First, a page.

Local woman brings the world to Carson City
July 2, 2002
When Janie McCorkle wants to see the world, she just steps into her Carson City back yard.
In just seconds she can go from drinking sake in Hong Kong to beer in an Irish pub. And if she is still not satisfied, Italy is just a few feet away down a cobblestone road.
Instead of flying all over the world, McCorkle decided to bring the world to her home at 217 Tacoma St.
After growing up in San Francisco, she said she missed the diverse culture when she moved to Carson City. So for the past 13 years, she has been creating her own Chinatown and Little Italy in her home.
Seven countries are represented inside and around her house. There’s a Caribbean bar, an Italian kitchen and a little bit of French everywhere.
She calls it “Ma Petit Maison,” and even though some passersby may think it’s a real restaurant, McCorkle said it is just a fantasy, pretend one.
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“It’s playing house,” she said with a smile.
In the back yard, she has three mini-restaurants set up in little sheds. Each one is connected by cobblestone roads which are lined with roses of all different colors.
McCorkle said she uses the back yard to entertain neighbors and friends. And sometimes, she and her husband just enjoy it.
“We go out on the town in the back yard,” she said.
But the house is not just for her own personal use. McCorkle said she hopes to hold carnivals and events for children’s charities.
She has tea parties for neighborhood girls every year, and other events for neighborhood boys. But when she finishes her back yard, she wants to help terminally ill and needy children.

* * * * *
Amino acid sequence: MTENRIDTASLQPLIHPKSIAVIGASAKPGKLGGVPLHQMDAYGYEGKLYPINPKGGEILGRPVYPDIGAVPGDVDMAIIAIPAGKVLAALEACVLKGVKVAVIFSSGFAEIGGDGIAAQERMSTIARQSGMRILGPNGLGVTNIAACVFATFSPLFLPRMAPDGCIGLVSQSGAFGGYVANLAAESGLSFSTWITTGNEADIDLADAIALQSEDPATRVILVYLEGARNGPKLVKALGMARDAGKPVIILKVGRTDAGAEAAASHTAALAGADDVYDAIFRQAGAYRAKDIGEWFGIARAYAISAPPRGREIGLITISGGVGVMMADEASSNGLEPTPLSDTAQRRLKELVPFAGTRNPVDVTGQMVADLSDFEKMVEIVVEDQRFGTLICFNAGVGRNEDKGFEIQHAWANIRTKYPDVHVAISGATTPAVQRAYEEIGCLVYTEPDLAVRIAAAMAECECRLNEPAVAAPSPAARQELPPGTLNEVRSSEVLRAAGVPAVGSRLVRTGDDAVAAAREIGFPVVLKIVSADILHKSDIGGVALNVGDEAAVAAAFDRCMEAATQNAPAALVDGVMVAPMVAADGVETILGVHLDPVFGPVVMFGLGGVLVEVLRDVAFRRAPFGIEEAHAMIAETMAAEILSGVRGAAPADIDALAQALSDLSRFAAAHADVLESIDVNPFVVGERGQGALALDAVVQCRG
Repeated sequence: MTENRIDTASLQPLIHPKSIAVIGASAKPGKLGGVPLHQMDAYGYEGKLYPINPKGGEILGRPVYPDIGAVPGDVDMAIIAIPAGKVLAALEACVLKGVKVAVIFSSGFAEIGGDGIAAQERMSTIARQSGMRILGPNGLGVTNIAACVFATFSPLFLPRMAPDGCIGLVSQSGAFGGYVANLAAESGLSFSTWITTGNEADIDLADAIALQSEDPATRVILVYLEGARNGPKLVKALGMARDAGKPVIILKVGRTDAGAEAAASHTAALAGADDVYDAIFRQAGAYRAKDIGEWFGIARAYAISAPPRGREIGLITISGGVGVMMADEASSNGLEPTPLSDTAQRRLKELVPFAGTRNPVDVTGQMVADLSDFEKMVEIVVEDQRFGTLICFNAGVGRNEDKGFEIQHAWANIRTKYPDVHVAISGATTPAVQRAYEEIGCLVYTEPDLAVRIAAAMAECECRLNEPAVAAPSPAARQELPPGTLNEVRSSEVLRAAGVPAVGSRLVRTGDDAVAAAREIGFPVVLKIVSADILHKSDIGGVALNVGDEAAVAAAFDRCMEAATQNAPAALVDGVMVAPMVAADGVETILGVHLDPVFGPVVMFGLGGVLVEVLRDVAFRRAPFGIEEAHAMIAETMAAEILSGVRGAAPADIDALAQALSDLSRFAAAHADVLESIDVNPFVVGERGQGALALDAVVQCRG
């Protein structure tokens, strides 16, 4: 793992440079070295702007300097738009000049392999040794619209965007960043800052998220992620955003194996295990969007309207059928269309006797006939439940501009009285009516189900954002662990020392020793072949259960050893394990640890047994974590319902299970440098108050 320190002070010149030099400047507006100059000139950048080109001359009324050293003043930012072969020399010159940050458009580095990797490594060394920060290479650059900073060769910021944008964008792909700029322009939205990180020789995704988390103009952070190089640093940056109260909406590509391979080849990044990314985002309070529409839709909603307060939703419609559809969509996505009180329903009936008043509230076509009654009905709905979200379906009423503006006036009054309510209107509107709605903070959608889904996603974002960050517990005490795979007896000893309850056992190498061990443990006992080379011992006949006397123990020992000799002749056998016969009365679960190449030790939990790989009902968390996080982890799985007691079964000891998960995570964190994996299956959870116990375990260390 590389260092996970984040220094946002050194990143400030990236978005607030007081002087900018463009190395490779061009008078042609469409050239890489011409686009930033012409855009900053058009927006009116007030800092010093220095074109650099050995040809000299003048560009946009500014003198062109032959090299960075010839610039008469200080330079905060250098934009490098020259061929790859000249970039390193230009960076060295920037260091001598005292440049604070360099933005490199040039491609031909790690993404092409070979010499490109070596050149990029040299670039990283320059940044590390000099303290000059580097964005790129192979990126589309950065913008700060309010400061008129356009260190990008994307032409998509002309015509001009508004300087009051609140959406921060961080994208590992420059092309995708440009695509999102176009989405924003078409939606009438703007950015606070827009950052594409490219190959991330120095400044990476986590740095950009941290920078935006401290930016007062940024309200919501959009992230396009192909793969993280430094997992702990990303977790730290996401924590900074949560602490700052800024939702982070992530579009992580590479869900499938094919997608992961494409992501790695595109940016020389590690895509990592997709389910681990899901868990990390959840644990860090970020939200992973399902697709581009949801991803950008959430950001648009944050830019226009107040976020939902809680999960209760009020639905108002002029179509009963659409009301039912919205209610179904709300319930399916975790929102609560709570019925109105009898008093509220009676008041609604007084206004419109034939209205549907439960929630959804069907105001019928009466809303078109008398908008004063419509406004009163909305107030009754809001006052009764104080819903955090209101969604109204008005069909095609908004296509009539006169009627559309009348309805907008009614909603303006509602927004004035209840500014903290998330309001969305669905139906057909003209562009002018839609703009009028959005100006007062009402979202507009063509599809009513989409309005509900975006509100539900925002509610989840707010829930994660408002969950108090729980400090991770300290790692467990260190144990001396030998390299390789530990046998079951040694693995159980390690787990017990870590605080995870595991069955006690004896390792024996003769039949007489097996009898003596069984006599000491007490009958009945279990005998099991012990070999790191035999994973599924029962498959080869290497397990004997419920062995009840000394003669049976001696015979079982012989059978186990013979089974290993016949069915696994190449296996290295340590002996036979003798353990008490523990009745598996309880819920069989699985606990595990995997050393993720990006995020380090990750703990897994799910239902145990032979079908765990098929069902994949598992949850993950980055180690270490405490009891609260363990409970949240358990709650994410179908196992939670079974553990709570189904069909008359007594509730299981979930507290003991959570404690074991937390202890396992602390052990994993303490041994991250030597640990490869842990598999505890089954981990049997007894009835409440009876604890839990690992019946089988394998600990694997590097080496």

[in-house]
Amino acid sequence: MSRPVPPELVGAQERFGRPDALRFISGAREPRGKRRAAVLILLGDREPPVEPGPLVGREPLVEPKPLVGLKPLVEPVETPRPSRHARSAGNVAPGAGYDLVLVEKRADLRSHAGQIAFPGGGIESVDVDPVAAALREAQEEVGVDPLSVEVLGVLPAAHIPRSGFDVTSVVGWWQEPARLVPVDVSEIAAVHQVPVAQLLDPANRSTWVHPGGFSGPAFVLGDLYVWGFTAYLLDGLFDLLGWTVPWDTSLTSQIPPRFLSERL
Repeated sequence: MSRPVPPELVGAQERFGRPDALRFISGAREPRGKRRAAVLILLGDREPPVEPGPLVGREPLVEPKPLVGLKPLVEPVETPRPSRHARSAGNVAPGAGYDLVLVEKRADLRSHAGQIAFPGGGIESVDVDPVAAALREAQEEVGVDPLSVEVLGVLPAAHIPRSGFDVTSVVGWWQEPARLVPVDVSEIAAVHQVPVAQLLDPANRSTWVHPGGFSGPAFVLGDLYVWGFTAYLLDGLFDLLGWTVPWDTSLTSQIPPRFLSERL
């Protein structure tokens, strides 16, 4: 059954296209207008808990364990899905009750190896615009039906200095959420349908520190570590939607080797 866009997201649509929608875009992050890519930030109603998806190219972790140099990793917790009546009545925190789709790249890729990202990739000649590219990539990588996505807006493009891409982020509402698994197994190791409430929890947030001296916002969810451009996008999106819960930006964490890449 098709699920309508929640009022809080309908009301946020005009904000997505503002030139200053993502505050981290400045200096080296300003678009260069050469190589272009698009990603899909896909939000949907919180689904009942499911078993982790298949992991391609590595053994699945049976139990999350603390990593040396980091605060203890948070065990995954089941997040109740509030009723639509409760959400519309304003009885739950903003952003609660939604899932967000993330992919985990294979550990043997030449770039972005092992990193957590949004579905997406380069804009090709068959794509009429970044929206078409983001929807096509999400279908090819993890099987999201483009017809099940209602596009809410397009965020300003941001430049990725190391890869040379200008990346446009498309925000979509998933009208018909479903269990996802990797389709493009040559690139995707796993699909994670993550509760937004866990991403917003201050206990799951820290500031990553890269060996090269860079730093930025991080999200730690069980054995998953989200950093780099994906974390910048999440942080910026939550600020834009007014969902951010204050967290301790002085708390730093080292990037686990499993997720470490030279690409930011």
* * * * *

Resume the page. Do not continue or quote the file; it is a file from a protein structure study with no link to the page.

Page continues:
“Children should be children again,” she said. “I want to give them a little happiness in their life. That’s my dream.”
McCorkle began working full time on her house when she was forced to quit work because of her arthritis 10 years ago.
But, she said, she had always dreamed of having a house like this. When she was a child, living in San Francisco, she said she used to wish she could live in the wax museum.
Now, she almost does. Although they are not made of wax, McCorkle shares her home with about a dozen statues, including Francois, the doorman.
The statue, around 5 feet tall, greets everyone as they step into the house.
“I’m not nuts,” she said with a laugh. “Just eccentric.”
McCorkle said she has always been fascinated with other cultures. As a child, she taught herself to speak foreign languages. Today, she speaks six of them. She also taught herself to cook when she was 10. She makes dishes from across the world, ranging from Russian to Irish to Jamaican.
Although there is not one plain wall or corner in her home, McCorkle said it seems normal to her.
“If you like the Taj Mahal, just build it on a smaller scale,” she said.
She said she never wants to stop decorating her home. She keeps herself busy year round decorating for the seasons.
McCorkle also has more plans for her back yard. There is one empty corner, which McCorkle said will become Fisherman’s Wharf in San Francisco, complete with a life-size pirate. On the other side of the yard, she said she would like to build a stage for bands to play at her charity events.
By next spring at the latest, she said it would be ready. But McCorkle said she never wants to be finished.
“It’s my passion,” she said. “In life, you have to do what makes you happy.”